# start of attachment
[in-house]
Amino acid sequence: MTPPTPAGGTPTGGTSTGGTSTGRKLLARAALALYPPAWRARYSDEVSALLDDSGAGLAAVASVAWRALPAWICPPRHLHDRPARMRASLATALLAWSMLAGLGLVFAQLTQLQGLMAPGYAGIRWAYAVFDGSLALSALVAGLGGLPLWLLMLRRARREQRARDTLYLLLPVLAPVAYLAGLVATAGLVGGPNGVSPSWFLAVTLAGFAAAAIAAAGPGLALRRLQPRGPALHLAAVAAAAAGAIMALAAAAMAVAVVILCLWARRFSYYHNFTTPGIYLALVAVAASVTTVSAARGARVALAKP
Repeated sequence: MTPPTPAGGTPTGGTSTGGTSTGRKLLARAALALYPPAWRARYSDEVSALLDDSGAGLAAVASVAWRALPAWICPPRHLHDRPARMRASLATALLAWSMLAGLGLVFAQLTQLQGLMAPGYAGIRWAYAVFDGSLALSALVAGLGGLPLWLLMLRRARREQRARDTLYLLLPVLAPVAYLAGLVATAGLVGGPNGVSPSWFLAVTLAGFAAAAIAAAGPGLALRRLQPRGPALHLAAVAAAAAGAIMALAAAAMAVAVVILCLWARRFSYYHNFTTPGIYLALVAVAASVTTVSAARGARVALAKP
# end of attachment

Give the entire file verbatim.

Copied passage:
[in-house]
Amino acid sequence: MTPPTPAGGTPTGGTSTGGTSTGRKLLARAALALYPPAWRARYSDEVSALLDDSGAGLAAVASVAWRALPAWICPPRHLHDRPARMRASLATALLAWSMLAGLGLVFAQLTQLQGLMAPGYAGIRWAYAVFDGSLALSALVAGLGGLPLWLLMLRRARREQRARDTLYLLLPVLAPVAYLAGLVATAGLVGGPNGVSPSWFLAVTLAGFAAAAIAAAGPGLALRRLQPRGPALHLAAVAAAAAGAIMALAAAAMAVAVVILCLWARRFSYYHNFTTPGIYLALVAVAASVTTVSAARGARVALAKP
Repeated sequence: MTPPTPAGGTPTGGTSTGGTSTGRKLLARAALALYPPAWRARYSDEVSALLDDSGAGLAAVASVAWRALPAWICPPRHLHDRPARMRASLATALLAWSMLAGLGLVFAQLTQLQGLMAPGYAGIRWAYAVFDGSLALSALVAGLGGLPLWLLMLRRARREQRARDTLYLLLPVLAPVAYLAGLVATAGLVGGPNGVSPSWFLAVTLAGFAAAAIAAAGPGLALRRLQPRGPALHLAAVAAAAAGAIMALAAAAMAVAVVILCLWARRFSYYHNFTTPGIYLALVAVAASVTTVSAARGARVALAKP